When the board meets Friday morning, it will be amid cross-accusations of illegal and unethical behavior  over the proposal, which would create one of the country’s largest healthcare systems.
At issue: a potential consolidation that would create a new UNC Health Care/Carolinas HealthCare joint operation that would include more than 50 hospitals and employ more than 90,000 people.
The new venture, first proposed in August and expected to be finalized early this year, would be overseen by an independent board. But in their role overseeing UNC’s medical school, the board of governors have hotly debated the deal and whether they can block it if they find it not in the system’s best interest.
On Thursday, a special committee met in closed session to debate the deal and the board of governors’ proper place in it. In another closed session Friday, the full board will continue the conversation.
But one member of the board made an already complicated issue even more fraught last week.
Tom Fetzer, a former Raleigh mayor and one-time head of the North Carolina GOP, joined the board last year. Since then, he and a group of the board’s most conservative members have repeatedly locked horns with UNC System President Margaret Spellings and with board chairman Louis Bissette, Jr. 
As a lobbyist for Blue Cross and Blue Shield and WakeMed Health & Hospitals, Fetzer has had to recuse himself from the board’s discussion of a UNC Health Care/Carolinas HealthCare partnership. Blue Cross and Blue Shield, as the state’s largest healthcare insurer, would likely have to pay higher fees under the proposed partnership, which would compete with WakeMed Health & Hospitals.
But that conflict did not stop Fetzer from e-mailing Spellings and Bissette late last week  to say UNC Health Care may have broken the law by not bringing the board of governors into discussions of a partnership until just before the proposal was made public.
Fetzer singled out Spellings in his letter, saying that as an employee of the board and a board member of UNC Health Care, she should have informed the board earlier.
Fetzer’s letter prompted sharp rebukes from several members of the board and a letter from Bissette and vice-chairman Harry Smith saying they were bringing the State Ethics Commission into the question of whether Fetzer should continue to engage in the debate despite having recused himself.
Bissette and Smith wrote:
Given the potential seriousness and consequences to you of the ethics issue here, we request that you refrain from engaging in further action related to the UNC Health Care matter until we are able to receive advice from the State Ethics Commission staff or the Commission concerning the nature, scope, and consequences of the conflict that has led you to recuse yourself from official action until now.”
Fetzer has since remained quiet on the issue, but his client, Blue Cross and Blue Shield, said earlier this week it will not support the proposed hospital partnership.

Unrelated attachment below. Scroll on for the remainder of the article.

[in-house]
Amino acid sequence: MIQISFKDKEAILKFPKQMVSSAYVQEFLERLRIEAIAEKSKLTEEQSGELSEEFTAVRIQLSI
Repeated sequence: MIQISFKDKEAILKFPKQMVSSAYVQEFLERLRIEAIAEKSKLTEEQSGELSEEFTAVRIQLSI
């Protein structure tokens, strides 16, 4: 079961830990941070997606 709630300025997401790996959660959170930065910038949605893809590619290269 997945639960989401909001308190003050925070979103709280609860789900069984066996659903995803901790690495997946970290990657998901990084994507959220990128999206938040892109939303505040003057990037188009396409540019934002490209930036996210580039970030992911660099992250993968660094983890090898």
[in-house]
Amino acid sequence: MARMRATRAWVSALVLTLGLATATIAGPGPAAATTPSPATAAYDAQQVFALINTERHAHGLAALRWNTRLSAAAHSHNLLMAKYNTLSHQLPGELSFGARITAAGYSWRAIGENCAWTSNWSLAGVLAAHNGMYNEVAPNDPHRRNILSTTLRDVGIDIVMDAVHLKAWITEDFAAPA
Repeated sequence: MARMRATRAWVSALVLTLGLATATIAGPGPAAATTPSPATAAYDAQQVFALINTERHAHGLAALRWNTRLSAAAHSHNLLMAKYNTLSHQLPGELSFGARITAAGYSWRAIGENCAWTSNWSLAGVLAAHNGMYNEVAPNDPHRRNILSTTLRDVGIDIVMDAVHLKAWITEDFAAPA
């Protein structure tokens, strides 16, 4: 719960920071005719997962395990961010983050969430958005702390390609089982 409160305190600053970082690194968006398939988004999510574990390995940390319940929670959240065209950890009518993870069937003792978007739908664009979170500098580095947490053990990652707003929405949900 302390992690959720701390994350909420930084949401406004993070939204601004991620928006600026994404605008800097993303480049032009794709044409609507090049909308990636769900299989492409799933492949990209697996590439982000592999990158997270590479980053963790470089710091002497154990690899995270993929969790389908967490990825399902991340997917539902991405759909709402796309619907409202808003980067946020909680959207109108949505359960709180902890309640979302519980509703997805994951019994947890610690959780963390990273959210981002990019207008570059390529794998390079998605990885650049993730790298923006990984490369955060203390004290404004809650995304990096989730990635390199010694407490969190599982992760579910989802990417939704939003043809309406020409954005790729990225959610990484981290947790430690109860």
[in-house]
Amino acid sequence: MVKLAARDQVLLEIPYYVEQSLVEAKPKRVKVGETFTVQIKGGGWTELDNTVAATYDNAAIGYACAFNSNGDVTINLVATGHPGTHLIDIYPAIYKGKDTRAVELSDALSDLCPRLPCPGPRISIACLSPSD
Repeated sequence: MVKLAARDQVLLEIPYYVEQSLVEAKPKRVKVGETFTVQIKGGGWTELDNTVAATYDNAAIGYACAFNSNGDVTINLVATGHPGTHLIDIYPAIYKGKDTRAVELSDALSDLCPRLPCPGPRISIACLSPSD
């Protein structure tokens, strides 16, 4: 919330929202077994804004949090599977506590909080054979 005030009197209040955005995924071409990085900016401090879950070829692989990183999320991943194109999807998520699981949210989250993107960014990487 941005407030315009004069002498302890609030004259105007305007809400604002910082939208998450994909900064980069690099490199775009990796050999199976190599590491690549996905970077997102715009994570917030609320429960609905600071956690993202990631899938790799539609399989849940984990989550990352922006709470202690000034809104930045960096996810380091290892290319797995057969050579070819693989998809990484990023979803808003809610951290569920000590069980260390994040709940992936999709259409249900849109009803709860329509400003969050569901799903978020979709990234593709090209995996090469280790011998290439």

“Blue Cross NC cannot support your proposed combination,” Blue Cross CEO Patrick Conway wrote in a letter to the CEOs of UNC Health Care and Carolinas HealthCare. “However, we are open to continued dialogue if you can demonstrate how this combination will lower costs and improve quality over the long-term.”
It isn’t yet clear whether Blue Cross, which employs 5,000 people and insures 3.8 million, will appeal to regulators or the North Carolina General Assembly to prevent the deal.
In a statement, UNC Health Care said Blue Cross and Blue Shield had “drawn premature and unfounded conclusions” about the proposed partnership.
“This partnership will position UNC Health Care even better to reduce costs, improve patient outcomes and increase access to high quality care – especially in rural North Carolina,” the UNC Health Care statement said.
Bissette and Spellings have also defended the deal and UNC Health Care’s communication with the board.
In a letter to all board members who have not recused themselves, Bissette, Smith, Spellings and board members Doyle Parrish and Temple Sloan wrote that UNC Health Care acted appropriately.
“[I]t is clear that UNC Health Care has been providing information about the proposed joint venture, which is still under negotiation, for at least five (5) months,” the letter read. “The proposed transaction remains under negotiation, and cannot and will not move forward unless and until such time as the parties (UNC Health Care and Carolinas) reach full agreement on all terms to be reflected in a definitive agreement. The UNC Health Care Board of Directors has therefore met the requirements of the North Carolina statute that requires the board of directors to keep the Board of Governors fully informed about health care policy.”
The letter also defended Spellings against Fetzer’s assertion she had a special responsibility to represent and inform the board of governors regarding the proposal.
“The president of the University of North Carolina serves, by statute, as a voting member of the UNC Health Care System Board of Directors,” the letter read. “The board of directors has 24 members in total, 12 of which are appointed by the Board of Governors. Nothing in the statute distinguishes the president’s responsibilities as a director from any of the other directors’ responsibilities.”
“Mr. Fetzer’s statement that the president serves as a member of the board of directors, ‘ostensibly to represent and reflect the interests of the BOG,’ and to keep the BOG informed is not supported by the language of the statute,” the letter read. “In fact, the statute makes clear that the obligation to inform the Board of Governors belongs to the UNC Health Care Board of Directors, which the Board of Directors has done.”
Friday’s board discussion on the issue will be conducted in closed-session, but it is expected that Spellings and board members will address the controversy during press availability after the meeting.